Abbas will celebrate his 86th birthday this year—not the age at which one embarks on a new political career or goes to elections. And generally speaking, in the Palestinian Authority as in other parts of the Arab world, leaders aren’t chosen in elections in any case, but are rather decided upon behind the scenes—and sometimes after violent, bloody power struggles. Elections are just for appearances, to lend legitimacy to leaders who have in fact already won power.

It’s possible the election announcement was intended for the ears of the new tenant in the White House, with the aim of ushering in a new era of relations between the Palestinians and Washington. Indeed, Biden’s administration will likely be more receptive than its predecessor to a well-rehearsed pretense of democracy.

Either way, these declared elections in the Palestinian Authority pose a dilemma for Israel. In 2006, under pressure from the friendly U.S. administration of President George W. Bush, Israel allowed Hamas to run, despite the terrorist organization’s refusal to recognize the Oslo Accords. The results are history, and Israel cannot afford to fall into the same trap or succumb to similar pressure.

At any rate, it’s doubtful they will be held. But even if the Palestinians do head to voting stations, at the very most these elections might change some of the faces we have grown accustomed to, though they certainly won’t bring about any real change on the ground.
Reign of Terror: The Popular Front for the Liberation of Palestine
The PFLP’s Links with ‘Human Rights’ Organizations
In his 1967 founding statement, George Habash called for a “total boycott of all economic, civil and political institutions of the enemy [Israel] and a rejection of all ties.” Indeed, Habash viewed isolating Israel by means of an international propaganda campaign as a parallel strategy to terrorism that could ultimately contribute to the country’s demise.

The PFLP is therefore closely involved in the anti-Israel Boycott, Divestment and Sanctions (BDS) movement. PFLP operatives are employed as staff by or serve as board members at several NGOs that promote BDS. In other cases, the NGOs themselves were founded by the PFLP.

The Rina Shnerb killing highlights the connection between the PFLP and various so-called human rights organizations. Two employees of the Union of Agricultural Work Committees (UAWC), purportedly an organization that supports Palestinian farmers, admitted to plotting and executing the attack.

Although a 1993 USAID-authorized audit already described the UAWC as the “PFLP’s agricultural organization,” several European countries have continued supporting the group. The Dutch government, one of UAWC’s primary donors, in 2020 admitted to paying part of the salaries of the terrorists that murdered Shnerb. The Netherlands subsequently suspended funding to UAWC pending an investigation.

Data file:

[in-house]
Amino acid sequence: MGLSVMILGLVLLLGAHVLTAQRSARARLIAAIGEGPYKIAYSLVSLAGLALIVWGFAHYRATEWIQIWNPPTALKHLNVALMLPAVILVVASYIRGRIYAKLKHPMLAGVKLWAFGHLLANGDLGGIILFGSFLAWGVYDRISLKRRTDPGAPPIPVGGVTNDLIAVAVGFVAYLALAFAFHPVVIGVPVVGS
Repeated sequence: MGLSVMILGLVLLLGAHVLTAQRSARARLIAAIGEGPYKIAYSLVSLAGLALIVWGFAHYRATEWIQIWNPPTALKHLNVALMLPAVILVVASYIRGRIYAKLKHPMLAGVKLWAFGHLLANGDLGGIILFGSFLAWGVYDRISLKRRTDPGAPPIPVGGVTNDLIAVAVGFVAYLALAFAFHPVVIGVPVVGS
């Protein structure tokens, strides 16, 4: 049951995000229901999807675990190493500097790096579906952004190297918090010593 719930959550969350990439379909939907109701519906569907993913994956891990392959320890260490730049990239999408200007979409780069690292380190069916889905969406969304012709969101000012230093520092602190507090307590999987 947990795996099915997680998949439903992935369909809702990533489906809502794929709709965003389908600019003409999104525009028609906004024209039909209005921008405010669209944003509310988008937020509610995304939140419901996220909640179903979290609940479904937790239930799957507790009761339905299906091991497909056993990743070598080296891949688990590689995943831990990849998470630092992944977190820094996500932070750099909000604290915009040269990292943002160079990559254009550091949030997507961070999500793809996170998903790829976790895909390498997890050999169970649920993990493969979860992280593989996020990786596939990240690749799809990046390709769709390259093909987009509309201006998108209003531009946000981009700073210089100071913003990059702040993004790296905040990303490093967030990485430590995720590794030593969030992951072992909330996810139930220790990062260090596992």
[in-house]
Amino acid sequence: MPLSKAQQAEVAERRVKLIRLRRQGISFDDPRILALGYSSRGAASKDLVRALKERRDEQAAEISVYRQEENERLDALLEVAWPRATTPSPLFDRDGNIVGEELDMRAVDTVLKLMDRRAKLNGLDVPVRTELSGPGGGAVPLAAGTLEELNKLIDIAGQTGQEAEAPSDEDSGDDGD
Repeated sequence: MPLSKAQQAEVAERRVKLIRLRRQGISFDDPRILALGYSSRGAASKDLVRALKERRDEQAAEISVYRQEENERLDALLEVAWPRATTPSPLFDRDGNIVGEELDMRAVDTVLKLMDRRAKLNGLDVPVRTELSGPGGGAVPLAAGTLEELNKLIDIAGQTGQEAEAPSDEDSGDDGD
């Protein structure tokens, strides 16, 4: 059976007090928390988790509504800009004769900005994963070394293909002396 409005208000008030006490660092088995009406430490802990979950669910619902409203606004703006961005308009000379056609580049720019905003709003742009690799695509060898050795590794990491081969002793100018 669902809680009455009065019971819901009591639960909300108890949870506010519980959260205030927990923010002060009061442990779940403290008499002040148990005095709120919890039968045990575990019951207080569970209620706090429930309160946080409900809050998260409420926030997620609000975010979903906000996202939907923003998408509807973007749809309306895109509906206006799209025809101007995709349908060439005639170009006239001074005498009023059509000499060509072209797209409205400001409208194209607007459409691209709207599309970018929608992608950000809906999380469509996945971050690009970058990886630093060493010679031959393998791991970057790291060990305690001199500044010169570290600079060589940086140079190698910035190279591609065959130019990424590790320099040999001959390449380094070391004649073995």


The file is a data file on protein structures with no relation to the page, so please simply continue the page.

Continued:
NGO Monitor has published reports detailing many more NGOs with ties to the PFLP, most of them supported by European governments.
PMW: PA to children: Israel's entire coast is really “Palestine,” “under occupation since 1948”
The Palestinian Authority instructs Palestinian children never to acknowledge Israel's ‎right to exist. In a recent TV program, children were taught that Israel's entire coast is ‎part of “Palestine” and its “gateway to the world.” Israeli ports Haifa, Acre, Jaffa, ‎Ashdod, and Ashkelon were listed as part of the “Palestinian coastal plain” that has ‎been “under Israeli occupation since 1948”: ‎

Official PA TV host: “The Palestinian coastal plain (i.e., Israeli coastal plain) is ‎Palestine’s face towards the Mediterranean Sea and the Arab world, and a ‎cultural junction between the East and West. It constitutes Palestine’s gateway ‎to the world. The Palestinian coast stretches from Mount Carmel in the north ‎‎(i.e., in Israel) to Rafah that is on the border with Egypt in the south. It is between ‎the Palestinian mountain ranges in the east and the Mediterranean Sea in the ‎west. There are many ports on it such as the ports of Haifa, Acre, Jaffa, Ashdod, ‎Ashkelon (i.e., all in Israel), and Gaza… Many nations have arrived there ‎throughout the generations out of a desire to exploit its location. The Palestinian ‎coastal plain has been under Israeli occupation since 1948.”‎
[Official PA TV, Farhan and Friends, Jan. 10, 2021]‎


This has always been the PA’s message to its people. Palestinian Media Watch ‎exposed a similar broadcast focusing on Israel's coast, which official PA TV ran ‎numerous times over five years:


PreOccupiedTerritory: Hamas Commander Not Sure About Wife’s ‘Live, Laugh, Love’ Kitchen Décor (Satire)
The leader of an Islamist militant unit focused on confronting the Zionist menace by means of attack tunnels and hidden booby traps expressed misgivings today about his spouse’s choice of wall art to festoon the space between their refrigerator and cooktop, a three-word admonition that she considers inspirational and he deems insipid.